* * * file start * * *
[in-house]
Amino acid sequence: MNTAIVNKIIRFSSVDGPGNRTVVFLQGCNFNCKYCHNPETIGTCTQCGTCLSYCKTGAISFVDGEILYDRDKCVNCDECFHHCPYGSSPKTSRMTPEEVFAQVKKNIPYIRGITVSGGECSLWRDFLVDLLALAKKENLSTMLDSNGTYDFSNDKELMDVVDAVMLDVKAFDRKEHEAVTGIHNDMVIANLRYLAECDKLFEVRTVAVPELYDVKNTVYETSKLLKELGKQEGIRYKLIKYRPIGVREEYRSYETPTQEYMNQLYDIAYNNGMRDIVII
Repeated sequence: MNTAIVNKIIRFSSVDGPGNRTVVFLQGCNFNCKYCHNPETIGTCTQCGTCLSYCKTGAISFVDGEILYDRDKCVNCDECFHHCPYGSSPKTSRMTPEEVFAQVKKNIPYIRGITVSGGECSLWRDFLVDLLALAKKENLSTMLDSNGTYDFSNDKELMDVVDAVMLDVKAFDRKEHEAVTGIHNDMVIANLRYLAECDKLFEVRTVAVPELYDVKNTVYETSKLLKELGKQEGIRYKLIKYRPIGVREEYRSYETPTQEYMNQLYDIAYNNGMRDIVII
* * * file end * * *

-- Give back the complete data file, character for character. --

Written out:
[in-house]
Amino acid sequence: MNTAIVNKIIRFSSVDGPGNRTVVFLQGCNFNCKYCHNPETIGTCTQCGTCLSYCKTGAISFVDGEILYDRDKCVNCDECFHHCPYGSSPKTSRMTPEEVFAQVKKNIPYIRGITVSGGECSLWRDFLVDLLALAKKENLSTMLDSNGTYDFSNDKELMDVVDAVMLDVKAFDRKEHEAVTGIHNDMVIANLRYLAECDKLFEVRTVAVPELYDVKNTVYETSKLLKELGKQEGIRYKLIKYRPIGVREEYRSYETPTQEYMNQLYDIAYNNGMRDIVII
Repeated sequence: MNTAIVNKIIRFSSVDGPGNRTVVFLQGCNFNCKYCHNPETIGTCTQCGTCLSYCKTGAISFVDGEILYDRDKCVNCDECFHHCPYGSSPKTSRMTPEEVFAQVKKNIPYIRGITVSGGECSLWRDFLVDLLALAKKENLSTMLDSNGTYDFSNDKELMDVVDAVMLDVKAFDRKEHEAVTGIHNDMVIANLRYLAECDKLFEVRTVAVPELYDVKNTVYETSKLLKELGKQEGIRYKLIKYRPIGVREEYRSYETPTQEYMNQLYDIAYNNGMRDIVII